Martin Hirth interview

The Meander has a chat with the German product designer Martin Hirth.

— i.

— i.

null
— ii.

— ii.

— iii.

— iii.

Transient
— iv.

— iv.

i. Martin Hirth
ii. Chaplin lamp. Steel, ash wood, textile coated cable, 2012
iii. Ostsee coat, spring/summer 2012, manufactured by airbag craftworks A2
iv. Loveless school chair. Fabric, wadding, steel, 2011

All photographs © Martin Hirth 2012

I saw your 'Chaplin' lamp online recently and was instantly intrigued. Can you tell us a bit more about it?

Thank you. Sure. The inspiration for Chaplin was born on a bicycle tour across the countryside. At an idyllic campsite I saw an upturned bowl on a fence post.

This was the initial idea for an adjustable floor lamp, in which the arrangement of the shade works without a technical hinge. Using balance alone, it is possible to turn the shade around and set it in several positions for the spotlight.

It was very important for me to keep the design in a geometrical and graphical line. Also I only wanted to use natural and pure materials, such as deep-drawn steel, ash wood and textile-coated cable.

In April this year, Chaplin got the Design Plus award at the Light+Building Fair in Frankfurt, Germany – and I'm very happy about that.

You're living in Germany; did you grow up there?

Yes, I grew up in a small village in the Black Forest, in the south of Germany. 

Since I'm studying product design at the Academy of Art and Design Offenbach, I'm living in Offenbach. It's a multicultural city, close to Frankfurt, with its very own character. But I like this city a lot.

"At an idyllic campsite I saw an upturned bowl on a fence post."

Would you describe yourself as a product designer? 

It is written on my business card, yes.

What's the story behind your beautiful 'Ostsee' coat?

We had a cooperation project between a small fashion manufacturer and our university. This company, airbag craftworks, mainly produces record bags. But they also have a beautiful clothing line.

I developed a women's coat with a simple geometrical pattern. It features a very high collar, a hidden button band and a cord that can transform the straight silhouette. It should look straight, but also comfortable. The fabric is a very light one, in deep blue.

The design has marine influences, and Ostsee is the name of sea in the northeast of Germany. The company liked this coat also and it fits perfectly with their whole collection, so they now produce them.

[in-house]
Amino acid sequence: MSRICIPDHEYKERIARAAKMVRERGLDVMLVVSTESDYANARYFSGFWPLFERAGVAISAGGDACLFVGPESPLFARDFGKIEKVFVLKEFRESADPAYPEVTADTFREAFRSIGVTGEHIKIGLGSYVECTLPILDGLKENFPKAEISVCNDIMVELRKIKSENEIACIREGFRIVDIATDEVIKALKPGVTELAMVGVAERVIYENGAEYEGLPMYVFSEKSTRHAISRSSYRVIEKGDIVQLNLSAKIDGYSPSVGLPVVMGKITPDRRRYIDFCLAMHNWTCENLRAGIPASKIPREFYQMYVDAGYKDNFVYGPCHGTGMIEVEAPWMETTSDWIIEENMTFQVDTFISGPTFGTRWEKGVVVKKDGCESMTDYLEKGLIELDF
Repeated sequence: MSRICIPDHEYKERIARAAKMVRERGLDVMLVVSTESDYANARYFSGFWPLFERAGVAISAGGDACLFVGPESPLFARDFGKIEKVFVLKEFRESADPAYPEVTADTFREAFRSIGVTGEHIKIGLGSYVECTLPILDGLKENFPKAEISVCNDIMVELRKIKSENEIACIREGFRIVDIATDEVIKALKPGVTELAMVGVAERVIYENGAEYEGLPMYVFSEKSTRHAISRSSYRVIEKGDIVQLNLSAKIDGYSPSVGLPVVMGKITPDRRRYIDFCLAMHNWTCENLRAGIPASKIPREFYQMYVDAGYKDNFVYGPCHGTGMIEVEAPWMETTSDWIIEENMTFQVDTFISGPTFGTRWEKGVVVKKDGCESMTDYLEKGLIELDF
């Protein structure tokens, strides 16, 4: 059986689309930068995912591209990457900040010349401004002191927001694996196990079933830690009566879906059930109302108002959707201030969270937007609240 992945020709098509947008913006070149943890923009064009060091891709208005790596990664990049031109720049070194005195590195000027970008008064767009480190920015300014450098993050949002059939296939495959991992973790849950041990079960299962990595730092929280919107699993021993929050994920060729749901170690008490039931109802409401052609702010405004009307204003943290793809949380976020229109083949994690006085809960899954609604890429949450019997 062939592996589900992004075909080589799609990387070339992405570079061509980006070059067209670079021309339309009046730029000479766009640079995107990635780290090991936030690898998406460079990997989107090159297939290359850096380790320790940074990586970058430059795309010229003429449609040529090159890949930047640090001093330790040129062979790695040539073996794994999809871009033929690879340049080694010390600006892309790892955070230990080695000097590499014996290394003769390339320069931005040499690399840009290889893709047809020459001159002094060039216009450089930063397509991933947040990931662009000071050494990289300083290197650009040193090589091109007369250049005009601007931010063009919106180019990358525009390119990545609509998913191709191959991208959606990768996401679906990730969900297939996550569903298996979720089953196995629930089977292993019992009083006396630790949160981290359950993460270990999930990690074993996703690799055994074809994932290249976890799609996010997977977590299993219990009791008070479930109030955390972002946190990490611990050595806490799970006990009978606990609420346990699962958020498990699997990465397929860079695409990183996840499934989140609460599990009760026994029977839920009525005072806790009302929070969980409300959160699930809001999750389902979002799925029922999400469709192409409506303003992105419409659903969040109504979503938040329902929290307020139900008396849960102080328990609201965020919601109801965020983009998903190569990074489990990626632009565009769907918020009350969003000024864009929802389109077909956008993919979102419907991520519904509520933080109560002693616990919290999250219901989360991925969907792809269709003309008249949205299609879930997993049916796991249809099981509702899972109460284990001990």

Is fashion design of interest to you?

Sure! But at the moment the main focus is on furniture, so I don't have the time to sew the fashion-things I want to.

Sometimes I sew clothing for myself. I love to take inspiration from fashion, like the colours I choose for furniture.

Maybe in the near future I want to realise a fashion project with my girlfriend, Sophia. She's an illustrator and graphic designer.

You work at Sebastian Herkner's studio. What is your role there?

Designer and project assistant. I work on different aspects of the whole design process, from sketching ideas to 3D models.

I started over a year ago, as he asked me if I wanted to do an internship at his studio. Since then, we’ve worked together. It's a lot of fun to work for big companies such as Moroso and so on...

How would you describe your work process?

Constantly in development. It is a never-ending process between searching, generating and realising the ideas.

What are your biggest influences in design today?

The environment ­– that every product will be sustainable. We need long-life products, which don’t only follow trends.

In the end, the material and the production should be authentic and environmentally friendly – they are my biggest influences.

"We need long-life products, which don’t only follow trends."

Your 'Loveless' school chair series was featured as one of the 28 products created by up-and-coming designers during imm cologne’s [D³] Contest. Can you explain the concept of the series?

It is a conceptual work about sustainable furniture.

Bulky items are collected on the street – and a common piece of furniture there is metal-framed chairs. Then, beautiful elements with their very own aesthetic are applied to revitalise the old, damaged chairs.

So these used school chairs get warm colours and warm fabrics and also comfortable wadding, enabling us to forget the source and background of the old material.

They are kind of ready-made parts, but not in the industrial way – more in the storytelling way, like nice vintage stuff. Anyway, there is the advantage of prefabrication, so that no tools or molds are needed. So the energy use in their production is very low – or rather non-existent. 

Refurnishing the frames of the chairs, just fabric and wadding are needed – nothing further. The upholstered parts will quilt and fold up or they will wrap or braid as a tube around the frame.

When were you first exposed to good design?

Phew! That’s difficult. My parents dressed me as a small child very well and 'hip', if I look at my childhood photos…

Also my father worked for a high-class furniture company for over 30 years, so the contact with good design was there at an early stage.

Does anyone else in your family share your love for design?

I think they are all interested in design and they appreciate good design, but I don't think they love design like I do.

www.martinhirth.com